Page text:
He almost beat Ted Cruz. Can Beto O’Rourke beat Donald Trump?

Beto O'Rourke
Beto O'Rourke Photo: Beto O'Rourke's Facebook page

After months of mixed signals, Beto O’Rourke has made it official: he’s joining the 15 other Democrats running for president.

O’Rourke is hoping to capitalize on the enthusiasm from his Senate campaign against creepy Ted Cruz last year. Cruz narrowly won his re-election race, but by a far smaller margin than anyone would have expected for a Republican in Texas.

Some of the close scare for Cruz was the result of his own repugnant personality, which turns off even fellow Republicans. But a lot had to do with O’Rourke.

At 46, O’Rourke comes across as representing a new generation in politics. Cruz’s attempts to make fun of O’Rourke’s past as the member of a punk rock band only underscored how different O’Rourke is from the rest of the pack. He’s a social media star, chronicling his travels and even his visits to the dentist.

In short, O’Rourke isn’t your average Democratic politician. The question is whether that plays to his advantage or not.

In a crowded field, O’Rourke already stands out for his star power, which certainly gives him a leg up.

His age distinguishes him from the gray eminences that are in the top tier: Bernie Sanders, Elizabeth Warren and (presumably) Joe Biden. For Democrats looking for a generational change, O’Rourke has a lot to offer.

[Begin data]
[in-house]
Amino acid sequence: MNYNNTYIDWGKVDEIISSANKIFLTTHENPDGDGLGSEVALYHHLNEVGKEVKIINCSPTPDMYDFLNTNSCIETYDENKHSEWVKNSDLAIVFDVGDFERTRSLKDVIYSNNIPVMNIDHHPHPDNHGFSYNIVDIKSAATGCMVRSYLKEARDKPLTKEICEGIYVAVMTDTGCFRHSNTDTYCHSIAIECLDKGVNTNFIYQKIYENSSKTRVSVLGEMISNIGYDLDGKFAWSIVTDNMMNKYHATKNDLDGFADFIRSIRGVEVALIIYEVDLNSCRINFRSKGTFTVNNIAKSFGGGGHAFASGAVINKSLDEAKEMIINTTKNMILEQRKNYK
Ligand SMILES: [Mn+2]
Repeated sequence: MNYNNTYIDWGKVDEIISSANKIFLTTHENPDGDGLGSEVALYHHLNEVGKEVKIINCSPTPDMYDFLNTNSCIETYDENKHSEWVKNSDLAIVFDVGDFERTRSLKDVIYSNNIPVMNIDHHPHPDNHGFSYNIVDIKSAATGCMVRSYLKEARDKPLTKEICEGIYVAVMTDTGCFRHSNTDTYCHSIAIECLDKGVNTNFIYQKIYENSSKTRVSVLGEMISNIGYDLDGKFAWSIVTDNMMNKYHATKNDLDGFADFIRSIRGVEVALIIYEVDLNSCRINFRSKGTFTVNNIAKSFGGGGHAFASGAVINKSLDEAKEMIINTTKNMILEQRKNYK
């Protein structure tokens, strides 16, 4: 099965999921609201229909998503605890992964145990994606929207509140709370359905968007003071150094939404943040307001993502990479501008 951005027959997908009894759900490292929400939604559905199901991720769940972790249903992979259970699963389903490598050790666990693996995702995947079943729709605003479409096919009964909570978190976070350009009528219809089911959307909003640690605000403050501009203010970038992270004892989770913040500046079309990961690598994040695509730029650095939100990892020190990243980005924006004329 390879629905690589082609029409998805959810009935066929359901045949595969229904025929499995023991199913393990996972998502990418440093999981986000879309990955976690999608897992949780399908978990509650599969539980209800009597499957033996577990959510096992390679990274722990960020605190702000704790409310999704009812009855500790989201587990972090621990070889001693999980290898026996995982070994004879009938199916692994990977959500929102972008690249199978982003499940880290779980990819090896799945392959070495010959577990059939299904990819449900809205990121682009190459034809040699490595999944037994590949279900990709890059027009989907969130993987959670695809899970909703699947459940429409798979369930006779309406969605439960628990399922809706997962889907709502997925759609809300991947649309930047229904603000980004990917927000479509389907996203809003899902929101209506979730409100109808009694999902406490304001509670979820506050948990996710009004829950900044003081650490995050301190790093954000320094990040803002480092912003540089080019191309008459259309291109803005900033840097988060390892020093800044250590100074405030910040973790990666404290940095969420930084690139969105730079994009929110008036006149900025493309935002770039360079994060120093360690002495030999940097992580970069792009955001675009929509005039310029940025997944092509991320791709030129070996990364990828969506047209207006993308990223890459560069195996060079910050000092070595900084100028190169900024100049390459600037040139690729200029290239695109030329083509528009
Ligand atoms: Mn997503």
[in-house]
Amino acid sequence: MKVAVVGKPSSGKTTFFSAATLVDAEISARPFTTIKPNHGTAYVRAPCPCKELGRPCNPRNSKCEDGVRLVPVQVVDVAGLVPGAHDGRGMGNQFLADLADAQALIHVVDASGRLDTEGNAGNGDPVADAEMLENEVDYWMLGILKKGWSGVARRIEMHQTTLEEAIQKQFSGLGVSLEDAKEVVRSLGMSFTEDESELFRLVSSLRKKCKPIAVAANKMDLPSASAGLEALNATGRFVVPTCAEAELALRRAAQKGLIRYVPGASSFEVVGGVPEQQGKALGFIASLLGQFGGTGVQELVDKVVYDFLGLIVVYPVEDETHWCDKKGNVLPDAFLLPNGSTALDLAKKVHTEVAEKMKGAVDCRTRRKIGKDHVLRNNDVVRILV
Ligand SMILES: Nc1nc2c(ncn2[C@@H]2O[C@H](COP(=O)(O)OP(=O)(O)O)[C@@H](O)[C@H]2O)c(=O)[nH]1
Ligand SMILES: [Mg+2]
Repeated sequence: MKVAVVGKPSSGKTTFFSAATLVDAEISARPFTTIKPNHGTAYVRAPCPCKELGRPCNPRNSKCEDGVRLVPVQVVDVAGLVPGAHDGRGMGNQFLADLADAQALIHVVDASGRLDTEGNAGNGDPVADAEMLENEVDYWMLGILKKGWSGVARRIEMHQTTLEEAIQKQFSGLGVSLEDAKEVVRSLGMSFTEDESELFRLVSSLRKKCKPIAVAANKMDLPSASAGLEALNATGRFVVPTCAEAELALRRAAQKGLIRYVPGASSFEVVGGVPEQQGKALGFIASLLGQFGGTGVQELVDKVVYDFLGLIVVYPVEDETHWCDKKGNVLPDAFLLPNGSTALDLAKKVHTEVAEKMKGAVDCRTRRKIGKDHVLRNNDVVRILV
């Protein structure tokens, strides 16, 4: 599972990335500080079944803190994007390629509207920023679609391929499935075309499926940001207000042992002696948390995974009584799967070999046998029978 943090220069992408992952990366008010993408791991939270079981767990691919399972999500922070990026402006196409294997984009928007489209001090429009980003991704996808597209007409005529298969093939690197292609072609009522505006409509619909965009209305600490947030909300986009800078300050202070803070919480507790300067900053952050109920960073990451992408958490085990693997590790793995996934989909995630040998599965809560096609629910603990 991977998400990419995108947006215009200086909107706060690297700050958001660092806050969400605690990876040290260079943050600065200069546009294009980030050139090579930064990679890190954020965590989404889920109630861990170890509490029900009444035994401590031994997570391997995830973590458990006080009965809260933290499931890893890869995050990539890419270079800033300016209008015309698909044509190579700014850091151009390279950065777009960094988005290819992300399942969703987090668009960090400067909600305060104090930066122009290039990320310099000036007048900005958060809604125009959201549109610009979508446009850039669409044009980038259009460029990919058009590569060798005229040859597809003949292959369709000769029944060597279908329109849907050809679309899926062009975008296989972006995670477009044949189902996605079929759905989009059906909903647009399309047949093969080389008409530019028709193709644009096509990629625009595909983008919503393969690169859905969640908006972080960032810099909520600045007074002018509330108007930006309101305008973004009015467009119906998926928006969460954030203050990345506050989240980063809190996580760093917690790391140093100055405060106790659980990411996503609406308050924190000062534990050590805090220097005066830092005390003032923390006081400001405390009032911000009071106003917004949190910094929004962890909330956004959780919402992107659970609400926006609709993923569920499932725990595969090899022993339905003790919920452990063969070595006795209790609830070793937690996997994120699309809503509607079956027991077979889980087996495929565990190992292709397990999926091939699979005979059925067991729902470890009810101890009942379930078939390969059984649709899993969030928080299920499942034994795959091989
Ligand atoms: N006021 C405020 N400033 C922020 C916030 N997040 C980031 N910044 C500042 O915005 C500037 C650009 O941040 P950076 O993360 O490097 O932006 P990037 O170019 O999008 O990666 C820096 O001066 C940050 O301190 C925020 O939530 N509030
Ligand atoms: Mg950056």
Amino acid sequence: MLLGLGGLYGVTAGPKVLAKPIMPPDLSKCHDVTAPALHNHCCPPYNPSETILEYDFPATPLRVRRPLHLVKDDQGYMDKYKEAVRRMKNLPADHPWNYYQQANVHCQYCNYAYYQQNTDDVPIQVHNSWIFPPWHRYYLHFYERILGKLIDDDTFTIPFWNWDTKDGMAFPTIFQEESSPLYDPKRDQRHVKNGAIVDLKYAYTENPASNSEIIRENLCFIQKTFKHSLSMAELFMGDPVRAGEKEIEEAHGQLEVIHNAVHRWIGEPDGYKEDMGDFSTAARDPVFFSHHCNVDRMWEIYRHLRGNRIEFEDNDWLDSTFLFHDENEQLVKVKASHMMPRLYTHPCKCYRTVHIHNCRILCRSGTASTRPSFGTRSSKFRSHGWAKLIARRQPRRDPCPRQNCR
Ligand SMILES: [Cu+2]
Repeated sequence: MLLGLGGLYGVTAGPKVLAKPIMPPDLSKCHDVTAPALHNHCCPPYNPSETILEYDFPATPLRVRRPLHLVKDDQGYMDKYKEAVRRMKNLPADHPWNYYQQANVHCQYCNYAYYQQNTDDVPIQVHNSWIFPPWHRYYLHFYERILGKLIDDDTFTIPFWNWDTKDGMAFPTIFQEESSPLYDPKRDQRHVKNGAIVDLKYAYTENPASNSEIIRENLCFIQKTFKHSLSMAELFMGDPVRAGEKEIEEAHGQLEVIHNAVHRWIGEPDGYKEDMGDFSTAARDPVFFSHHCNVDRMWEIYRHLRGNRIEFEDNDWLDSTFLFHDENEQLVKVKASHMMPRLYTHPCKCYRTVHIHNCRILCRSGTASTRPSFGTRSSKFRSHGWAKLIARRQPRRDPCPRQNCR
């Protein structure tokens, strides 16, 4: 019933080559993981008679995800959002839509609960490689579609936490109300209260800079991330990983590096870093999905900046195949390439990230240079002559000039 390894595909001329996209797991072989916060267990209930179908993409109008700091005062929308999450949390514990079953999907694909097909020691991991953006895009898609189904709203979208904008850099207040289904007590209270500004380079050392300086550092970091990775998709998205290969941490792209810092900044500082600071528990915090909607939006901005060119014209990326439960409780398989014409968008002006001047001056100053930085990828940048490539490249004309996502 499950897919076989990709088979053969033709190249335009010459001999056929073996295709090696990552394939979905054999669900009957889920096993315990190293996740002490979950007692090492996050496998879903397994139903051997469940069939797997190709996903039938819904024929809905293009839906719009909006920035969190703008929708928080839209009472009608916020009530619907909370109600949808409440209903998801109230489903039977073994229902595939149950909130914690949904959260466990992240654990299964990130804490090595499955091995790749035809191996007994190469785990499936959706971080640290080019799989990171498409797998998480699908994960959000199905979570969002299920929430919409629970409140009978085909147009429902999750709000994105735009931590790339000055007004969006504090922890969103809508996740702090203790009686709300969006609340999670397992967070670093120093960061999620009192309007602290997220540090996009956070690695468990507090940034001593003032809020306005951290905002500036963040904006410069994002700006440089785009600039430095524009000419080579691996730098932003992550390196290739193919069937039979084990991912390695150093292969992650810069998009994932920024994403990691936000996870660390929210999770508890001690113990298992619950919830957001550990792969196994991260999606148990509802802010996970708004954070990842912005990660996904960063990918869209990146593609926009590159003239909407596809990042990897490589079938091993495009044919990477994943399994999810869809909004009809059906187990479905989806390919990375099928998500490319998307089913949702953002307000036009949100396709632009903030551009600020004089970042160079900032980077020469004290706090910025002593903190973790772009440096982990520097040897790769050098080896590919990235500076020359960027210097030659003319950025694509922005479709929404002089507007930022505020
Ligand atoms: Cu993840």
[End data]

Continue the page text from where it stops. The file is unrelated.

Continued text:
What he doesn’t bring to his race is a lot of experience. Ten years ago, O’Rourke was a member of the El Paso City Council. He was elected to Congress in 2012 and served three terms, stepping down to run for Senate. He doesn’t have much of a legislative record to his name, and he hasn’t been trying to impress wonks with detailed policy proposals.

O’Rourke does have a good track record on LGBTQ issues. As a member of the El Paso City Council, he pushed for domestic partnership benefits, which he says was “a very unpopular and politically inconvenient issue.”

In Congress, he was solid, earning an 85% score from the Human Rights Campaign for his final term.

In many ways, O’Rourke is a charismatic blank slate. His voting record is more moderate than his followers’ enthusiasm would suggest. But as his campaign last year (and his money-raising prowess) proves, people may just wanted someone who doesn’t fit the mold.

The only other candidate who compares to O’Rourke is Pete Buttigieg, the gay mayor of South Bend, Indiana. Buttigieg has been wowing audiences and pundits alike lately for his plain talk and grasp of policy details.

Buttigieg, who at 37 is even younger than O’Rourke, comes across as down to earth, but also as more serious (no streaming from the dentist’s chair).

Buttigieg is a veteran of the war in Afghanistan. O’Rourke not only has his Instragram musings to defend, but also a DUI arrest as a young man.

Still, O’Rourke is terrific on the campaign trail. For Democrats, the number one priority is finding the candidate who can defeat Trump. As O’Rourke proved last year, being a great candidate goes a long way at the ballot box. The question is going to be whether it goes far enough.


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